I. Unjust Enrichment

Illinois law*fn2 is clear that "a plaintiff cannot pursue a quasi-contractual claim where there is an enforceable express contract between the parties." Barry Mogul and Assoc., Inc. v Terrestris Development Co., 643 N.E.2d 245 (Ill. App. Ct. 1994). Here, there is no dispute that the Merger Agreement governs the relationship between the parties and the retention of the early disbursement proceeds by Casino Queen. Therefore, no quasi-contractual claim for unjust enrichment will lie. Casino Queen is entitled to summary judgment on Count V.

II. Securities Fraud

The implementing SEC rule at issue in Count IV reads, in pertinent part: It shall be unlawful for any person, directly or indirectly, by the use of any means or instrumentality of interstate commerce, or of the mails or of any facility of any national securities exchange, (b) To make any untrue statement of a material fact or to omit to state a material fact necessary in order to make the statements made, in the light of the circumstances under which they were made, not misleading,. . . in connection with the purchase or sale of any security.

17 C.F.R. § 240.10b-5

The Seventh Circuit has held that in order to state a claim under section 10b-5, the plaintiff must allege that: (1) the defendant made a false statement or omission (2) of material fact (3) with scienter (4) in connection with the purchase or sale of securities (5) upon which the plaintiff justifiably relied (6) and that the false statement proximately caused the plaintiff's damages. Caremark, Inc. v. Coram Healthcare Corp., 113 F.3d 645, 648 (7th Cir.1997).

The causation element has two parts: loss causation and transaction causation. Id. This means the plaintiffs must plead and prove not only that the fraud was the reason they entered into the transaction, but that the fraud was the reason the investment turned out to be a losing one. Bastian v. Petren Resources Corp., 892 F.2d 680, 684 (7th Cir. 1990). "If the plaintiffs would have lost their investment regardless of the fraud, any award of damages to them would be a windfall," which rule 10b-5 does not permit. Id. at 684-85.

In Caremark, the Seventh Circuit held that the plaintiff had adequately pled loss causation when it alleged that the defendant's omission caused the plaintiff to undervalue the risk it was taking in accepting the defendant's notes, which subsequently decreased in value, as payment. Caremark, 113 F.3d at 649. However, the opinion in Caremark went on to note, "Our holding does not preclude Coram from submitting, at the summary judgment stage, that Caremark cannot prove the loss causation that it has alleged in this complaint. At summary judgment, this burden usually is met by establishing that the decline in the value of the security is attributable in total to some other factor." Id. at 649-50.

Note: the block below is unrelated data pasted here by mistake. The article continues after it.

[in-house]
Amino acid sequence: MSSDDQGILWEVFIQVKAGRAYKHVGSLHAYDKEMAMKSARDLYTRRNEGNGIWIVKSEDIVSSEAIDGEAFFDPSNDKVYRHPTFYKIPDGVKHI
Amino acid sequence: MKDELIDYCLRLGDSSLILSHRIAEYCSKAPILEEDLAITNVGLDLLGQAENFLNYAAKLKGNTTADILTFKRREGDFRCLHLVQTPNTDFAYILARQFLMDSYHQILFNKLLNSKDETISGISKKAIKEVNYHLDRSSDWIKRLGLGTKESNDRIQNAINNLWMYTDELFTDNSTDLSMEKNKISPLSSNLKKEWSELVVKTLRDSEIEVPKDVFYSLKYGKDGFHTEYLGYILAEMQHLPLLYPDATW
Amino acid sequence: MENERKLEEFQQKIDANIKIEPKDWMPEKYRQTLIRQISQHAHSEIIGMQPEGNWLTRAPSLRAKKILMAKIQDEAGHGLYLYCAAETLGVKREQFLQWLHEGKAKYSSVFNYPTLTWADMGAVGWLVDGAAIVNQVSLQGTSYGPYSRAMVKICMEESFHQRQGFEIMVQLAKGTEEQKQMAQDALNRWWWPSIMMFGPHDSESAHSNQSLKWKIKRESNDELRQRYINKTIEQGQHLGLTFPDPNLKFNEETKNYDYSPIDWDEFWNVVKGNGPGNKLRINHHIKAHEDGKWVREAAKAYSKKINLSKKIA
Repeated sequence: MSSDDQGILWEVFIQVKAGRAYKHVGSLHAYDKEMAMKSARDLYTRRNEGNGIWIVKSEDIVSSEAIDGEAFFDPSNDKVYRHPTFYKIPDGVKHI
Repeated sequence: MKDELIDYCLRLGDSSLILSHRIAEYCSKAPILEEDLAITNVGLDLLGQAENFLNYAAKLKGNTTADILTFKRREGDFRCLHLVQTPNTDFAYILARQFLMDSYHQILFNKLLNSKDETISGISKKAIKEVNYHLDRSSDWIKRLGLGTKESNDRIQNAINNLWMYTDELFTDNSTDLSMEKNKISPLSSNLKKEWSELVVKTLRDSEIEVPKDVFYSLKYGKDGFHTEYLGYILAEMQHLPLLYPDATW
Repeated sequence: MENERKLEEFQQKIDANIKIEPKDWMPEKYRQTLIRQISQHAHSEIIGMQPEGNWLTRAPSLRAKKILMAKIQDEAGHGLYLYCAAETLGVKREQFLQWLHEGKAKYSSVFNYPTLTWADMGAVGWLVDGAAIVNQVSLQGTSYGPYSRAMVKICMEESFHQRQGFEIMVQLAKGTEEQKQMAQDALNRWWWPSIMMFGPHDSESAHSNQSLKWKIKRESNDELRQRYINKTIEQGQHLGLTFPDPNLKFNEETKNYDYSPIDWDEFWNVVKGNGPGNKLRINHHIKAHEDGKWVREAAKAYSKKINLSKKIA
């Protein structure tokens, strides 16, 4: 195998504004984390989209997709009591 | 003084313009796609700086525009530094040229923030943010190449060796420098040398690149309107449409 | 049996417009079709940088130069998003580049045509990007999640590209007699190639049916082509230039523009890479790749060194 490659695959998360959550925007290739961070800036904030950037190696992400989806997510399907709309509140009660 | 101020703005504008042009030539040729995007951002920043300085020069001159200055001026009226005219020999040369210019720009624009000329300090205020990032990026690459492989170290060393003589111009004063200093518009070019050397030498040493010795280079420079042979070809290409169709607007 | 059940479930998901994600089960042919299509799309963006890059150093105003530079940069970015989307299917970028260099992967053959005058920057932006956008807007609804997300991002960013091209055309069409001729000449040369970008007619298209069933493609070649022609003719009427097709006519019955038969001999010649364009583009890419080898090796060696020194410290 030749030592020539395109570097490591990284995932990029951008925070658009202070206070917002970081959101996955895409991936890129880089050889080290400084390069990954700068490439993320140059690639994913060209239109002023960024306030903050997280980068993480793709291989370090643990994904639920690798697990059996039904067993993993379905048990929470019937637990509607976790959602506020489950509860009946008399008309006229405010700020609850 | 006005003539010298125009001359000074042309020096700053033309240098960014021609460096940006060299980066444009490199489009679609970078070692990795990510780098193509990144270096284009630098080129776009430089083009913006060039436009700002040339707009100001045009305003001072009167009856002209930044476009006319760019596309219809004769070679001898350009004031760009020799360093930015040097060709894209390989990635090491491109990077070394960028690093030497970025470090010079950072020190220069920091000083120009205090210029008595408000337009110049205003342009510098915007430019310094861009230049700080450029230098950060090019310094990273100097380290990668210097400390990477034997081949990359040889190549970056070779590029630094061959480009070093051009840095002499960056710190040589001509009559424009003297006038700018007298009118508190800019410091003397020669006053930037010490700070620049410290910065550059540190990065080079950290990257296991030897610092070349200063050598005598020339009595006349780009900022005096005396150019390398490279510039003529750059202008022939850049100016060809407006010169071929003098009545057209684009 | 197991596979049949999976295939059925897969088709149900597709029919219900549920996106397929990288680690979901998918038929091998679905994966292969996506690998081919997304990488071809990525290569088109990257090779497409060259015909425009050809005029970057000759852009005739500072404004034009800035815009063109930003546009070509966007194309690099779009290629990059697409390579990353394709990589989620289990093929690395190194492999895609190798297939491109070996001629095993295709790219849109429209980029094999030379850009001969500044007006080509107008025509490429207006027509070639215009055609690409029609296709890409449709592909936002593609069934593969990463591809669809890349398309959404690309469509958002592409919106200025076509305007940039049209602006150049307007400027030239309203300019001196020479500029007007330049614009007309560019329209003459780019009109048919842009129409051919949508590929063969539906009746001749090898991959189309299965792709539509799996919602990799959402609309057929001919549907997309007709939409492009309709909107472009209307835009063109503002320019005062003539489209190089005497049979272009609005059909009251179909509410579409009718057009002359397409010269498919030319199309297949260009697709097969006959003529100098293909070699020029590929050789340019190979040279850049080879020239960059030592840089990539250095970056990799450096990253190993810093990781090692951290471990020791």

Here, St. Louis Casino has shown evidence of transaction causation by asserting that, had it known about the Kenny investigations, it would not have entered into the transaction to extend the closing date. St. Louis Casino attempts to show evidence of loss causation by asserting that it undervalued the risk that a gaming license would not be forthcoming in time for the closing because it did not know that the Kenny investigations were delaying its application. However, the uncontroverted evidence shows that the Kenny investigations did not delay St. Louis Casino's gaming license application. IGB chief counsel Michael Fries and IGB representative Mark Ostrowski both testified in their depositions that the Kenny investigations did not play any role in the delay of or rejection of St. Louis Casino's application for a gaming license. St. Louis Casino has not put forth any evidence from which a reasonable trier of fact could conclude that the investment of the early disbursement proceeds turned out to be a losing one because of the Kenny investigations. Rather, the investment of those funds turned out to be a bad one for reasons wholly unrelated to the misrepresentations of Casino Queen, i.e., the rejection of St. Louis Casino's application for a gaming license. Had St. Louis Casino's application been approved, the closing would have gone forward, the early disbursement proceeds would have been applied toward the purchase of Casino Queen, and the investment of those funds would have been a good one. The evidence is undisputed that the rejection was independent of the Kenny investigations. Therefore, St. Louis Casino would have lost the early disbursement proceeds regardless of the fraud. As a result, any award to St. Louis Casino would be a windfall, which Rule 10b-5 does not permit. Casino Queen is, therefore, entitled to summary judgment on Count IV.

III. Fraudulent Misrepresentation